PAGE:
Q: Stalin’s foreign minister Moiotov maintains in his memoirs (Conversations avec Moiotov, Paris: Albin Michel 1995, 75), that Sir Winston Churchill in 1959 spoke in laudatory terms about Stalin: (“Staline a ete un homme d’une energie exceptionelle”). Is this true?
—Andrea Graziosi, Professor of History, Universita di Napoli “Federico II”
A: Although Churchill made no • speech about Stalin in 1959 (indeed no speeches at all in the Commons after his retirement in 1955), the words “Staline a ete un homme d’une energie exceptionelle” rang a bell. I found something similar in Churchill’s speech to the House of Commons on 8 September 1942. From Churchill, The End of the Beginning (War Speeches 1942), London: Cassell, 1943, 216-17:
It was an experience of great interest to me to meet Premier Stalin. The main object of my visit was to establish the same relations of easy confidence and of perfect openness which I have built up with President Roosevelt. I think that, in spite of the accident of the Tower of Babel which persists as a very serious barrier in numerous spheres, I have succeeded to a considerable extent. It is very fortunate for Russia in her agony to have this great rugged war chief at her head. He is a man of massive outstanding personality, suited to the sombre and stormy times in which his life has been cast; a man of inexhaustible courage and will-power, and a man direct and even blunt in speech, which, having been brought up in the House of Commons, I do not mind at all, especially when I have something to say of my own. Above all, he is a man with that saving sense of humour which is of high importance to all men and all nations, but particularly to great men and great nations. Stalin also left upon me the impression of a deep, cool wisdom and a complete absence of illusions of any kind. I believe I made him feel that we were good and faithful comrades in this war – but that, aftet all, is a matter which deeds, not words, will prove. One thing stands out in my mind above all others from this visit to Moscow—the inexorable, inflexible resolve of Soviet Russia to fight Hitlerism to the end until it is finally beaten down. Premier Stalin said to me that the Russian people are naturally a peaceful people, but the atrocious cruelties inflicted upon them by the Germans have roused them to such a fury of indignation that their whole nature is transformed.
Churchill has occasionally been hoisted on the petard of this speech, given when Hitler was still ascendant. But perspectives change, as Churchill recalled in his war memoirs:
In April, 1945, as the victorious Western and Russian Forces were joining hands in victory, I wrote to Stalin: “Do not, I beg you, my friend Stalin, underrate the divergencies which are opening up. There is not much comfort in looking into a future where you and the countries you dominate, plus the Communist Parties in many other States, are all drawn up on one side, and those who rally to the English-speaking nations and their associates or Dominions are on the other. It is quite obvious that their quarrel would tear the world to pieces and that all of us leading men on either side who had anything to do with that, would be shamed before history. Even embarking on a long period of suspicions, of abuse and counterabuse, and of opposing policies, would be a disaster hampering the great developments of world prosperity for the masses which are attainable only by our trinity.” —RML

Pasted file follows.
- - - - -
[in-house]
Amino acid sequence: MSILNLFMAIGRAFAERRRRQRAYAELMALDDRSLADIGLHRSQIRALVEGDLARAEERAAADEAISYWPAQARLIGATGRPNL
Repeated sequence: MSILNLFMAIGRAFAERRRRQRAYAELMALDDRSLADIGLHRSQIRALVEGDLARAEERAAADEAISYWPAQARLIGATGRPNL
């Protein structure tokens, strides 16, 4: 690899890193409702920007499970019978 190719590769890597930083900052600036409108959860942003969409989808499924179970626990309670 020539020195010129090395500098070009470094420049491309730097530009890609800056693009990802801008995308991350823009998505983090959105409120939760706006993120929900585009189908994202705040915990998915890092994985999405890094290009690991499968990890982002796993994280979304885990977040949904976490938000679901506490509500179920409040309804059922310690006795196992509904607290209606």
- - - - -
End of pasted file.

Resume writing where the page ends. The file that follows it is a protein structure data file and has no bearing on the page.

Q: Churchill was involved with or held commissions in several different military units throughout his life. Since he took his commission upon graduating from the Royal Military College Sandhurst (now Royal Military Academy) was there ever a period in which he was not affiliated with a military unit? —BRIAN DAVIS
A: Churchill graduated from the RMC in December 1895, but his commission in 4th Queen’s Own Hussars dated from February 1896; during the interval he had no duties and was on leave.
Note now the distinction between a commission and a posting. Churchill held commissions in only three regiments (apart from those entailing honorary colonelcies, etc.). All his other postings were on attachment from his parent regiment. While holding a commission in 4th Queen’s Own Hussars he was detached from regimental duty and posted or attached to the Spanish Army in Cuba (1895-96), 35th Sikh Infantry (India, 1897), 31st Punjab Infantry (India, 1897), and 21st Lancers (Egypt & Sudan, 1898).
After resigning from the 4tJi Hussars (and from the British Army itself) in 1899, and following his escape—as a war correspondent—from the Boers later that year, his second— temporary—commission, which he held for some six months, was in the South African Light Horse.
His third and final commission (1902) was in a regiment of the Territorial Force (TF), comprising part-time reservists, which changed its name to Territorial Army (TA) in 1908. This regiment was the Queen’s Own Oxfordshire Hussars. During World War I he was detached from QOOH on posting to: 2nd Battalion, Grenadier Guards (1915) and 6th Battalion, The Royal Scots Fusiliers (1916). Churchill held his TA commission from 1902 until 1924 (apart from 1916-1920, when he he was on the reserve list). —PHC
• Contact FH for more details of the TA commission and WSC’s honorary colonelcies, by Paul Courtenay.
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